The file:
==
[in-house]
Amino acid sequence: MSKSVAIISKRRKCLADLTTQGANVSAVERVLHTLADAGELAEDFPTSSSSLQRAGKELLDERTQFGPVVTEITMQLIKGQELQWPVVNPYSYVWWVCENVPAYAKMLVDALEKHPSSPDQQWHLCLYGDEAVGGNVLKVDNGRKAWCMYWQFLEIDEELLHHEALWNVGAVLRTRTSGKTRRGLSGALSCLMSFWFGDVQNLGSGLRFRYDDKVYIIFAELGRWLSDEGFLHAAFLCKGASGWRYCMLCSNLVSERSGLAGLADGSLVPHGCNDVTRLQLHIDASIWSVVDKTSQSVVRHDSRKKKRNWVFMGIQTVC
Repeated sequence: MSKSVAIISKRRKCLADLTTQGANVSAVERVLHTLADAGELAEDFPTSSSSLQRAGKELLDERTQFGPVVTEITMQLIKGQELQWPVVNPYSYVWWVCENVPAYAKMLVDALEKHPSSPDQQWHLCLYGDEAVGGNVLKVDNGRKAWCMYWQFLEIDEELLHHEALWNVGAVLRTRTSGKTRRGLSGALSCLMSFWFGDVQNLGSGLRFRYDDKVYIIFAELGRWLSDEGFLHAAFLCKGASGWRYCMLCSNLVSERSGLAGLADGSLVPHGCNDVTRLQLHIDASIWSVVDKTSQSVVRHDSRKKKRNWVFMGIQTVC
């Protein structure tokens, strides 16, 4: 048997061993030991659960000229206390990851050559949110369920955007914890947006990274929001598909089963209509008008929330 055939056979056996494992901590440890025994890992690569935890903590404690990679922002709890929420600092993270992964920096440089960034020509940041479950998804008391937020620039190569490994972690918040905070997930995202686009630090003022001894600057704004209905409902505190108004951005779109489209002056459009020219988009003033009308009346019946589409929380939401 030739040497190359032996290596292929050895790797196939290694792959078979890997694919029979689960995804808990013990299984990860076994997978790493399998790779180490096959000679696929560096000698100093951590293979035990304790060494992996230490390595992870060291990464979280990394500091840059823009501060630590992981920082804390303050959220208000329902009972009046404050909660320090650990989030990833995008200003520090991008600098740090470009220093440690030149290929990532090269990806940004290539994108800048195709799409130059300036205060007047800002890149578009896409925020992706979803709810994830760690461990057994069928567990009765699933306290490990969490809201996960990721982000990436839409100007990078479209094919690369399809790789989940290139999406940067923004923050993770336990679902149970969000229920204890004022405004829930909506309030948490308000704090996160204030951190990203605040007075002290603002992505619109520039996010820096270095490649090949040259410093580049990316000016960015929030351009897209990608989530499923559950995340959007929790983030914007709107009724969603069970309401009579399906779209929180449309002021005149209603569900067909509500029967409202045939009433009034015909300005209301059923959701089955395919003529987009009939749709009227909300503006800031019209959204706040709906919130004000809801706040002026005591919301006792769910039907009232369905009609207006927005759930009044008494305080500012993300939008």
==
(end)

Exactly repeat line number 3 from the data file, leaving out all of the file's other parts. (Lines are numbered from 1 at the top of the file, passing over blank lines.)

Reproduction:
Repeated sequence: MSKSVAIISKRRKCLADLTTQGANVSAVERVLHTLADAGELAEDFPTSSSSLQRAGKELLDERTQFGPVVTEITMQLIKGQELQWPVVNPYSYVWWVCENVPAYAKMLVDALEKHPSSPDQQWHLCLYGDEAVGGNVLKVDNGRKAWCMYWQFLEIDEELLHHEALWNVGAVLRTRTSGKTRRGLSGALSCLMSFWFGDVQNLGSGLRFRYDDKVYIIFAELGRWLSDEGFLHAAFLCKGASGWRYCMLCSNLVSERSGLAGLADGSLVPHGCNDVTRLQLHIDASIWSVVDKTSQSVVRHDSRKKKRNWVFMGIQTVC